COVID-19: Fitness, training companies warn new rules put them on the ropes


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Every day, Andrea Merucci makes sure that pregnant women and new mothers feel good about themselves.

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“One of the great things about our studio was that you could bring your baby or children with you,” said the owner of ANDFIT fitness, whose classes for women at different stages of life have become a local hit. “We had a huge community and had our best year (in 2019).

“We really started to pick up our pace.

The COVID-19 pandemic and its current restrictions, of course, have besieged the community health and wellness sector. In July, Merucci made the difficult decision to keep his cozy brick and mortar space on Simcoe Street closed.

“I was able to get out of my lease because I was in a sublease,” she said. “If I didn’t, I would go bankrupt. My heart goes out to the studios locked up for 10 years that have these massive loans. I know that I was not a candidate for any government subsidy and that I did not get any rent relief. We’re in this industry to keep people safe and healthy, but no one can operate by renting a facility for more than $ 100 an hour with less than nine people in a classroom.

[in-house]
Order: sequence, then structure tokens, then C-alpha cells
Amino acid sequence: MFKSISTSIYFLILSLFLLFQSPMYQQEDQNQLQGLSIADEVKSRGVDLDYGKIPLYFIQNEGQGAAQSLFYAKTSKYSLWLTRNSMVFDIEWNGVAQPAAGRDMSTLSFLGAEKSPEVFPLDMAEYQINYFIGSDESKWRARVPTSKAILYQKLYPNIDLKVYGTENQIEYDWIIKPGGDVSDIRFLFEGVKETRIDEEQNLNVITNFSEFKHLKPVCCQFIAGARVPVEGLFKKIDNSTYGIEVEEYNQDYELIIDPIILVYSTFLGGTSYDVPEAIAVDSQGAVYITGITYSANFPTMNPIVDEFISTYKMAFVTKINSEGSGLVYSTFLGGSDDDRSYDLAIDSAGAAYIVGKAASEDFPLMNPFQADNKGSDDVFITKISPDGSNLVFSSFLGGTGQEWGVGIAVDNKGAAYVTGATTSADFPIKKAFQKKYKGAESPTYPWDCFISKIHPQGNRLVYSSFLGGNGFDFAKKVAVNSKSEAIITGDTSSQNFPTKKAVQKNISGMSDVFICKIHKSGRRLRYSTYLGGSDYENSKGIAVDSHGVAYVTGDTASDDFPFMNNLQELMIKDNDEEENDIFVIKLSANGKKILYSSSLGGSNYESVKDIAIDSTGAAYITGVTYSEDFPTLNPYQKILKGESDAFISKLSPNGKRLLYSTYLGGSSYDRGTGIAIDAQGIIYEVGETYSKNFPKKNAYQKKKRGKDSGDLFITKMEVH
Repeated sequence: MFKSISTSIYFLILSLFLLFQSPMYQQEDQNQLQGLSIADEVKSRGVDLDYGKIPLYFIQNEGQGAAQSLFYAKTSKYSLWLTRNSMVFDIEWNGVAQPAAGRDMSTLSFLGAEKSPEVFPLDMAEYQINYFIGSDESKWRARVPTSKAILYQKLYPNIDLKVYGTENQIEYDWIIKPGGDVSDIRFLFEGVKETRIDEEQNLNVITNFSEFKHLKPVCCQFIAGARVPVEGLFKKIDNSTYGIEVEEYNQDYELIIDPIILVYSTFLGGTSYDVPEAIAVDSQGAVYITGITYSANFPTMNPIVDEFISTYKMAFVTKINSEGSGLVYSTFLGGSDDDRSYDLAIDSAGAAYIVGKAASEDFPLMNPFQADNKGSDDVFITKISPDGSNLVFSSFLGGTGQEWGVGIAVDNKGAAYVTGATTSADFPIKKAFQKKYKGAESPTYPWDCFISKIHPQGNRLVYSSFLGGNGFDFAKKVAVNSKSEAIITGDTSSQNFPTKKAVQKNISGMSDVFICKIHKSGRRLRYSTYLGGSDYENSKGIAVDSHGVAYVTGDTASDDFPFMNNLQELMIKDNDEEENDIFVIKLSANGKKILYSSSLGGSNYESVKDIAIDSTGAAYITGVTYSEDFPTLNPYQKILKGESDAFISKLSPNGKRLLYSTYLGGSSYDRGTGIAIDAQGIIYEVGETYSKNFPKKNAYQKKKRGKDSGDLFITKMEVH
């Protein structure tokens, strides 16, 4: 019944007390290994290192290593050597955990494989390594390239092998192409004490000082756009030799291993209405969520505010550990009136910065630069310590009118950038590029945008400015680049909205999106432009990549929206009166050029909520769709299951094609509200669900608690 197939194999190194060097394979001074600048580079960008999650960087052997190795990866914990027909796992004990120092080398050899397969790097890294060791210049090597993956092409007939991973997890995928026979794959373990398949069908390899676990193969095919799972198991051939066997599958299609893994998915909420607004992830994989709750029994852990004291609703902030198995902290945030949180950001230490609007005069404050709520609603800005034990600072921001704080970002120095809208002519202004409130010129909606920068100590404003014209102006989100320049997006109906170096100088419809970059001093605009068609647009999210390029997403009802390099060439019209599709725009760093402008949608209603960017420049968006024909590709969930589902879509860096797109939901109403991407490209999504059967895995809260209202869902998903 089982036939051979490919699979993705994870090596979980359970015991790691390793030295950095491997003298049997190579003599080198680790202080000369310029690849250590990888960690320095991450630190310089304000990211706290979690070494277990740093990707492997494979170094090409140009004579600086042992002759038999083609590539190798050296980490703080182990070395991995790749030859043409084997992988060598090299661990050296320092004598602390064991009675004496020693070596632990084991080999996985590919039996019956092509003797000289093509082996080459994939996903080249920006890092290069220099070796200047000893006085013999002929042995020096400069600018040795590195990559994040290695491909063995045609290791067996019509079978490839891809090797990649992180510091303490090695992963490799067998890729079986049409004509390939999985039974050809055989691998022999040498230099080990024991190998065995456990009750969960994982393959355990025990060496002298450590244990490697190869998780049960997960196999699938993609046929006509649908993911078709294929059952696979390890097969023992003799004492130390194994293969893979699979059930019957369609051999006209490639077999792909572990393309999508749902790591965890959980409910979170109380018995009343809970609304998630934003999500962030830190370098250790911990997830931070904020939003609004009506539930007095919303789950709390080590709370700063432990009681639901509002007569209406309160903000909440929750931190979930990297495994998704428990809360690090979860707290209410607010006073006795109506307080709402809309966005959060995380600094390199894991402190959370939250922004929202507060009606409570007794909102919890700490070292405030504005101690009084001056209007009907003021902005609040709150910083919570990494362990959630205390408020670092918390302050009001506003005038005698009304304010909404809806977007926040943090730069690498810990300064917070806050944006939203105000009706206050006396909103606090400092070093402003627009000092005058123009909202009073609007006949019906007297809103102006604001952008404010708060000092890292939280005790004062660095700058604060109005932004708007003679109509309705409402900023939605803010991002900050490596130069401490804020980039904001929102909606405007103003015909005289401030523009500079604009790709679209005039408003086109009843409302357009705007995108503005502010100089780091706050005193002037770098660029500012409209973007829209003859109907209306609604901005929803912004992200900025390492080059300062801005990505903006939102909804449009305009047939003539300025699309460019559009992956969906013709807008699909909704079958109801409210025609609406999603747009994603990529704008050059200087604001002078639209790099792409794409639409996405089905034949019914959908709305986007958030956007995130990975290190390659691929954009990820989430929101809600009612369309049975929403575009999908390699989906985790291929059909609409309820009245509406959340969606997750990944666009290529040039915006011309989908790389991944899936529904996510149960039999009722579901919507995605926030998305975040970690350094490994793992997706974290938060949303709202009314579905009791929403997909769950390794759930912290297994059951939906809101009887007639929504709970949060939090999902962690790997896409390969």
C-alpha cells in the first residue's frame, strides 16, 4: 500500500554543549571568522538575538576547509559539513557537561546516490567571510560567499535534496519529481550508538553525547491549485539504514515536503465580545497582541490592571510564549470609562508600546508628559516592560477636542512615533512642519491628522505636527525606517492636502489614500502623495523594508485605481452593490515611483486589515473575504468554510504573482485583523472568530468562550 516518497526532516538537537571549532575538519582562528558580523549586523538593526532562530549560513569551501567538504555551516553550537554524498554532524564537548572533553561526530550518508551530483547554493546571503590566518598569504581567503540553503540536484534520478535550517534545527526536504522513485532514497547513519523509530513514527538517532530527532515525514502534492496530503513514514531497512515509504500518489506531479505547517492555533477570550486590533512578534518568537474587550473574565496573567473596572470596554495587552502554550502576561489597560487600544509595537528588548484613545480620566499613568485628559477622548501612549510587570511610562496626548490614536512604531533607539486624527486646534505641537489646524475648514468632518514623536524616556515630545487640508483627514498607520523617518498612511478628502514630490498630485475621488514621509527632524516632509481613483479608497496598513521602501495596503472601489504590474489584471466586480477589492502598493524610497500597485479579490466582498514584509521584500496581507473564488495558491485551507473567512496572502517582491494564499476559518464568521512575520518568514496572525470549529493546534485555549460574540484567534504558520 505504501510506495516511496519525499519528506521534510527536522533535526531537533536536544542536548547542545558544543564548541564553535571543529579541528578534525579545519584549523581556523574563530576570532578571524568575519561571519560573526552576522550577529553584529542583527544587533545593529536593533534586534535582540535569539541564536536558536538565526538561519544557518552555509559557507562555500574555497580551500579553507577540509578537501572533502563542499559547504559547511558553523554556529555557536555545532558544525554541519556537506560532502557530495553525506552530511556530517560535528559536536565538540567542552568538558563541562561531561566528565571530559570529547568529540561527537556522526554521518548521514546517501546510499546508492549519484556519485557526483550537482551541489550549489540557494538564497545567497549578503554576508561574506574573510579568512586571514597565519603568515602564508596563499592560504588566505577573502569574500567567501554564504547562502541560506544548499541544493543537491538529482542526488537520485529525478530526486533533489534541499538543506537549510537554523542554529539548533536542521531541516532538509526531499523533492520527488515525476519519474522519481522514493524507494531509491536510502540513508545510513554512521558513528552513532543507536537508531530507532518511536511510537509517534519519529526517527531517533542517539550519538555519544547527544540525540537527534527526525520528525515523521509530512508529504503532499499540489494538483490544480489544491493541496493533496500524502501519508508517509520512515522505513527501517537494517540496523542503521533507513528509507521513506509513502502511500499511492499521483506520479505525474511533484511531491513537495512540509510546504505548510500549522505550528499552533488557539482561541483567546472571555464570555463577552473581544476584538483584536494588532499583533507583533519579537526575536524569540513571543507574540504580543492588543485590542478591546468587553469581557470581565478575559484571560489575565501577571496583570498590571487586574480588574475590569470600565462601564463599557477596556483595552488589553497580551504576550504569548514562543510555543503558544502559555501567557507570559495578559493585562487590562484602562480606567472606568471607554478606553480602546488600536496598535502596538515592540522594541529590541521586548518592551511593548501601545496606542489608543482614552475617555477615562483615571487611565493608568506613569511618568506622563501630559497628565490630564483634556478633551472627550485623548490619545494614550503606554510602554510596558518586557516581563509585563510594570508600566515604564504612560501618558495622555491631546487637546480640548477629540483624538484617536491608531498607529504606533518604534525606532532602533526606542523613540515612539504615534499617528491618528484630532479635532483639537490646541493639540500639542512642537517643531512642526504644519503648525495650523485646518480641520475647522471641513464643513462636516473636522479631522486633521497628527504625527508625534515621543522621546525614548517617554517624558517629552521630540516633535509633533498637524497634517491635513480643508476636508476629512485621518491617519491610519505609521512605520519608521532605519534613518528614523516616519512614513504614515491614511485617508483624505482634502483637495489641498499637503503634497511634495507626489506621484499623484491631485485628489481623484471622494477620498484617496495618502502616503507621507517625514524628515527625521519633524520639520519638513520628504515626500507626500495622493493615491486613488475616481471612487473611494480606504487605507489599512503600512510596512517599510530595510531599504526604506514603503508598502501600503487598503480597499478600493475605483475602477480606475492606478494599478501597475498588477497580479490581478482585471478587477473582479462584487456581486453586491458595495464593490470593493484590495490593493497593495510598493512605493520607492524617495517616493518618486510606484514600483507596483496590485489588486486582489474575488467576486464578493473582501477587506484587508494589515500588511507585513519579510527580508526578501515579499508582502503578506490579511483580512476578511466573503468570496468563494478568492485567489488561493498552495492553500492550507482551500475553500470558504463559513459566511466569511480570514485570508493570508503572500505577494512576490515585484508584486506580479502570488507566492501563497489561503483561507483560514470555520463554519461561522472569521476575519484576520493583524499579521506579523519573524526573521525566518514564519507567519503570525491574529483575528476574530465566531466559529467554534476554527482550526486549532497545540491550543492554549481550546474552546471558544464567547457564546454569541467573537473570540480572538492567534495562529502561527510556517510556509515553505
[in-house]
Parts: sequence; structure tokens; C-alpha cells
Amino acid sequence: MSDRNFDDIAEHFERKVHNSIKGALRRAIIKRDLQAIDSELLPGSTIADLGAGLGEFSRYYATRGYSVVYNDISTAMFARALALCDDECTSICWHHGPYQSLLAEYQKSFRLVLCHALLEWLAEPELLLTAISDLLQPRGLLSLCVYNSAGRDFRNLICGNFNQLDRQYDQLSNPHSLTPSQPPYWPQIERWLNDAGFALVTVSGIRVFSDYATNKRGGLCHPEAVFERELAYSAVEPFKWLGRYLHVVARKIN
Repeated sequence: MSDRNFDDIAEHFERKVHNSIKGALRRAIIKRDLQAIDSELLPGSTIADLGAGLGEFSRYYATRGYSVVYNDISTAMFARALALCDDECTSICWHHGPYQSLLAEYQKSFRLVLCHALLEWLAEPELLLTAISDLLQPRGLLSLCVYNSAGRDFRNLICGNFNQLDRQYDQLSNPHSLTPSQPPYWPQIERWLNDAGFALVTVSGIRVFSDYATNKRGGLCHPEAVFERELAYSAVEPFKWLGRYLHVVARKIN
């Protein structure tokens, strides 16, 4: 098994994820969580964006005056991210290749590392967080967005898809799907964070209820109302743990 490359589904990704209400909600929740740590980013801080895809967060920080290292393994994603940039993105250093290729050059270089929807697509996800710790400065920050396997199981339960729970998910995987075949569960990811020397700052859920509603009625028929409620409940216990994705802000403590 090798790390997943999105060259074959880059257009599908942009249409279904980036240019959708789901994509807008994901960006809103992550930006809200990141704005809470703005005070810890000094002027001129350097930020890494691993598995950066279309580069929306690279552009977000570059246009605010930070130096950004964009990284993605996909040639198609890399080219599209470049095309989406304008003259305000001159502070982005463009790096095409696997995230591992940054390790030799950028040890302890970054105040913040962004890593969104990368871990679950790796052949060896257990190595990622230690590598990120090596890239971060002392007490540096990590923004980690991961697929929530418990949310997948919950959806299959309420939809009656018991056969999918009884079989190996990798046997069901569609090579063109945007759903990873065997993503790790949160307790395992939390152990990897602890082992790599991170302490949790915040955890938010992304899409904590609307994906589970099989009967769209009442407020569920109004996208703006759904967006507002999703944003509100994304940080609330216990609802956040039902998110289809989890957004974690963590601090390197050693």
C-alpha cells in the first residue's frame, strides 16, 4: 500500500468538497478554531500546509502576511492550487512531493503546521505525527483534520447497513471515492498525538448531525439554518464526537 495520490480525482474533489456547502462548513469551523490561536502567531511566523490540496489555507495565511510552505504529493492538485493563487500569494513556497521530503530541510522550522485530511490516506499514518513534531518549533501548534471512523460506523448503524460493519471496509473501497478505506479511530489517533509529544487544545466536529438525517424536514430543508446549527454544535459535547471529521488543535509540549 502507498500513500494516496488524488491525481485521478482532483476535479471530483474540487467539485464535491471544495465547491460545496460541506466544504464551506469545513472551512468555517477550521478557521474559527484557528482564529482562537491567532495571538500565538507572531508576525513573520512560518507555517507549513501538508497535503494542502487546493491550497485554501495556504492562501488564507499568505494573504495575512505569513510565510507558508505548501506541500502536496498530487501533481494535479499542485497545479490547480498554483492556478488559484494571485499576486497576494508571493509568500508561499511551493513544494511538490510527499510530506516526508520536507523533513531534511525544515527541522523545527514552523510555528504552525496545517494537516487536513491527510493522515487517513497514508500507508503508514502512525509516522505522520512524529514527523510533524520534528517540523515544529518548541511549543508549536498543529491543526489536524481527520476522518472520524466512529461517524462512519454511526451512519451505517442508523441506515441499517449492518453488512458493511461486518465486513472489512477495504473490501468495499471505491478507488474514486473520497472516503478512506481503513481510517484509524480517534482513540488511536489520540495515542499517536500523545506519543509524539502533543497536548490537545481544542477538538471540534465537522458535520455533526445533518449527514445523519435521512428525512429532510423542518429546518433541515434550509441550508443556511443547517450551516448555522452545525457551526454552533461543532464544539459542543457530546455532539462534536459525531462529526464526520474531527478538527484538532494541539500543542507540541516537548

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Merucci managed to keep three employees on board, sold his equipment, and reverted to his original model of running classes at Springbank Park. She has two weeks left for the stroller bootcamp and it’s the last on the calendar where she’s been outside for a workout routine.

In the meantime, she has managed to keep others engaged through online workouts at https://andfitonline.uscreen.io/ and attracted new followers from out of town.

“Last year I had the foresight to go online and what I had there was very minimal,” she said, “but when we closed (in March) I I got into performing like crazy and it’s a full-ask studio online now. I was able to keep a good base of missing women and there are blessings in it.

“As a business owner, that was one of those things you had to adapt to. I also do personal training online and landed a social media marketing contract (to survive the financial fallout).

Capacity restrictions and fear are the main factors pushing the local fitness industry to the brink. Owners are still trying to clarify how many people are allowed in their specific space after last week’s revised order from the Middlesex-London Health Unit.

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Chris Mackie, the Middlesex and London medical officer of health, issued new regulations for local gyms and recreation facilities on October 21. But the regulations were revised before going into effect last Saturday following criticism from gym owners and officials who run youth sports leagues. .

According to the decree, the maximum number of people who can participate in a course is 12. Participants must be at least three meters from others.

Mackie said the new rules were introduced to prevent an outbreak in London similar to a spin course in Hamilton that led to 80 people contracting COVID-19.

But the new rules are another blow to an industry that has been hit hard by the pandemic, says Tommy Caldwell, owner of Hybrid Fitness.